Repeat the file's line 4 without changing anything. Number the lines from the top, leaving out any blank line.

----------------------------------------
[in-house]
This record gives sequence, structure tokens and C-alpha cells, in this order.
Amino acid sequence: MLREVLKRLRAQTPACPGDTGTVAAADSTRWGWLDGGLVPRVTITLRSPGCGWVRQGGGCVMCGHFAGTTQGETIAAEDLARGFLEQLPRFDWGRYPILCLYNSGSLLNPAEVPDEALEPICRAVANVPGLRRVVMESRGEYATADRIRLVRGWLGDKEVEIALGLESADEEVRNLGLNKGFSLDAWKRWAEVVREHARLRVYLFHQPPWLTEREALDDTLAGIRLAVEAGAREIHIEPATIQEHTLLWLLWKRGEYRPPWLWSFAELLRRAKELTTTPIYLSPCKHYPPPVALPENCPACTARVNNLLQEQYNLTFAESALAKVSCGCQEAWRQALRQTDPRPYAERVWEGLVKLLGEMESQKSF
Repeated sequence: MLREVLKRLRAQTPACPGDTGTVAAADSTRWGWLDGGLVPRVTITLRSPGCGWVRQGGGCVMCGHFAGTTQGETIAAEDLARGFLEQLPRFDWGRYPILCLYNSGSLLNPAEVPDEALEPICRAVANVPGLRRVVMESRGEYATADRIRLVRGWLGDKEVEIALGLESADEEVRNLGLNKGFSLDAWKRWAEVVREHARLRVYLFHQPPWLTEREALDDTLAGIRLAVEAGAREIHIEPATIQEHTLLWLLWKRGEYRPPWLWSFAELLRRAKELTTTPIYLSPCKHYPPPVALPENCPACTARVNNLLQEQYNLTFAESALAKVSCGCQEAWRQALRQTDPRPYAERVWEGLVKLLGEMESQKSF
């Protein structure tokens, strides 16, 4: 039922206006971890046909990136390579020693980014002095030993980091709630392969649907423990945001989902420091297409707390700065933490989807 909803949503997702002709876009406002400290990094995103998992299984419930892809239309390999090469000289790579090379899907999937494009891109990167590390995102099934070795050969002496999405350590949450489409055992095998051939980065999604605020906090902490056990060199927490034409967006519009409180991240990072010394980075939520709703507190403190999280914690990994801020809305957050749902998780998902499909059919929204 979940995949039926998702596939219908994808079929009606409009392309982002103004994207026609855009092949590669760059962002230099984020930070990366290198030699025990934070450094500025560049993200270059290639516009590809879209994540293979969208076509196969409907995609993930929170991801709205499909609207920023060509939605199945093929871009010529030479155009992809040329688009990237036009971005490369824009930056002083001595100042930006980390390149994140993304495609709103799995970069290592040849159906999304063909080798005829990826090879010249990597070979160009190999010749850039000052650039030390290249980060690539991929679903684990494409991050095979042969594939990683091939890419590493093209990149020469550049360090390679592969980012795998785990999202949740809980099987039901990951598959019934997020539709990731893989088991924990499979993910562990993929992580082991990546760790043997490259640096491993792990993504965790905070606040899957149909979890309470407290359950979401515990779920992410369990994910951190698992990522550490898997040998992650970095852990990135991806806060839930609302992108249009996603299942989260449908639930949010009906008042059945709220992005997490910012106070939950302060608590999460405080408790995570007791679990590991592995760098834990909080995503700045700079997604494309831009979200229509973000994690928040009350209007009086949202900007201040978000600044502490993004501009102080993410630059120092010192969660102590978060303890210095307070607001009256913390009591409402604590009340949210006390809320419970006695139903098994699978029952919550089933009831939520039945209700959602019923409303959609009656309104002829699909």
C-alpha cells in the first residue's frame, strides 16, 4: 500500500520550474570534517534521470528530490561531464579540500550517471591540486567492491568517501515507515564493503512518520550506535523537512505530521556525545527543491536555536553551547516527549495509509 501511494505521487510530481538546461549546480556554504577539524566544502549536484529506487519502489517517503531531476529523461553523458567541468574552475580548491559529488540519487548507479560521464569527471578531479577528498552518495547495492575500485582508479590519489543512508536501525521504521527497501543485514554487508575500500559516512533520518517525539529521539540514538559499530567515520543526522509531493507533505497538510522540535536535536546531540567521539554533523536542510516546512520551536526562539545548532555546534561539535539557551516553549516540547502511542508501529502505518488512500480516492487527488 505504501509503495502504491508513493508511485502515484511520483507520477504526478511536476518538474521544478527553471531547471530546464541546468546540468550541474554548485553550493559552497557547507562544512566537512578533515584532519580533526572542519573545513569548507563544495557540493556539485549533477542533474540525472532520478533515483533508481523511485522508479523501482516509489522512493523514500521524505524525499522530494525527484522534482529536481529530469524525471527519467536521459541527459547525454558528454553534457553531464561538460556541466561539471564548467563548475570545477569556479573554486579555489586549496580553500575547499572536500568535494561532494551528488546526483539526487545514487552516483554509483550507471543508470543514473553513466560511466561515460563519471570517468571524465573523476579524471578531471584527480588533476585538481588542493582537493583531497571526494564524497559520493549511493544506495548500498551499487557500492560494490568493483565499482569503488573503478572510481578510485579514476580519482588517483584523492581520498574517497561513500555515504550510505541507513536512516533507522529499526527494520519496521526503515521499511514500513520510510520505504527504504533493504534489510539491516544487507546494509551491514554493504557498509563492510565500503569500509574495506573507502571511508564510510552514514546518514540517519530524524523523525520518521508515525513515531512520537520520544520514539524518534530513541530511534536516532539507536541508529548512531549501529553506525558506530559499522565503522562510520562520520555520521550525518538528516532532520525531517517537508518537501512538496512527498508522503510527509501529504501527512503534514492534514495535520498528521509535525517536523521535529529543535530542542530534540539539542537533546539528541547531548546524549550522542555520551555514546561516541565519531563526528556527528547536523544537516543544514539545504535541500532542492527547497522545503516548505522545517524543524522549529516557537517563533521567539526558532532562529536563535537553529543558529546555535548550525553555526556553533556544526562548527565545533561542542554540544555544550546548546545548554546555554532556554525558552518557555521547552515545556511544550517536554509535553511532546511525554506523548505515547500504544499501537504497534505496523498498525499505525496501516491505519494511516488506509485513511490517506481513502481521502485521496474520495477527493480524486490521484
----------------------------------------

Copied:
Repeated sequence: MLREVLKRLRAQTPACPGDTGTVAAADSTRWGWLDGGLVPRVTITLRSPGCGWVRQGGGCVMCGHFAGTTQGETIAAEDLARGFLEQLPRFDWGRYPILCLYNSGSLLNPAEVPDEALEPICRAVANVPGLRRVVMESRGEYATADRIRLVRGWLGDKEVEIALGLESADEEVRNLGLNKGFSLDAWKRWAEVVREHARLRVYLFHQPPWLTEREALDDTLAGIRLAVEAGAREIHIEPATIQEHTLLWLLWKRGEYRPPWLWSFAELLRRAKELTTTPIYLSPCKHYPPPVALPENCPACTARVNNLLQEQYNLTFAESALAKVSCGCQEAWRQALRQTDPRPYAERVWEGLVKLLGEMESQKSF